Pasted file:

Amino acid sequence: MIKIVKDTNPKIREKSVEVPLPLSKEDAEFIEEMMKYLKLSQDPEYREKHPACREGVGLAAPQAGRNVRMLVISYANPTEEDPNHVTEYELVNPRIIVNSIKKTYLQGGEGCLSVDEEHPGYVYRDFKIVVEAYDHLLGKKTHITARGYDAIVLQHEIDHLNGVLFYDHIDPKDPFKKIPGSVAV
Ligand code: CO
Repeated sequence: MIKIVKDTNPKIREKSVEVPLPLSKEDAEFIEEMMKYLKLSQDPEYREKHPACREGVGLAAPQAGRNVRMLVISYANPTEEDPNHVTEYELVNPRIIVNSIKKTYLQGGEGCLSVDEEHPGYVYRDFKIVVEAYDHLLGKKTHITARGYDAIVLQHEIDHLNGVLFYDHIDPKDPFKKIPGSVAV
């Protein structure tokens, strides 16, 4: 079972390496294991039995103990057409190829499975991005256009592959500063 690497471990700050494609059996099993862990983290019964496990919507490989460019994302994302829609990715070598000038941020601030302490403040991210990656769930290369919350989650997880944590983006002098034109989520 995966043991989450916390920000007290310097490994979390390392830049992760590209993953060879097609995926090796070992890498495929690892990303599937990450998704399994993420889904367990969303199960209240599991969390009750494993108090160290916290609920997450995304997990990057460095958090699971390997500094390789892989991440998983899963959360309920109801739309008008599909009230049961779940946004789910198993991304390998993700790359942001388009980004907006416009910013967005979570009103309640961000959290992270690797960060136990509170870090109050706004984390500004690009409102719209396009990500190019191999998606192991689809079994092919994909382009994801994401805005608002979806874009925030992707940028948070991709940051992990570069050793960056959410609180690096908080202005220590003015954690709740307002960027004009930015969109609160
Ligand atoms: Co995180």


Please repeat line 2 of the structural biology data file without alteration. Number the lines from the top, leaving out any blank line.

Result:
Ligand code: CO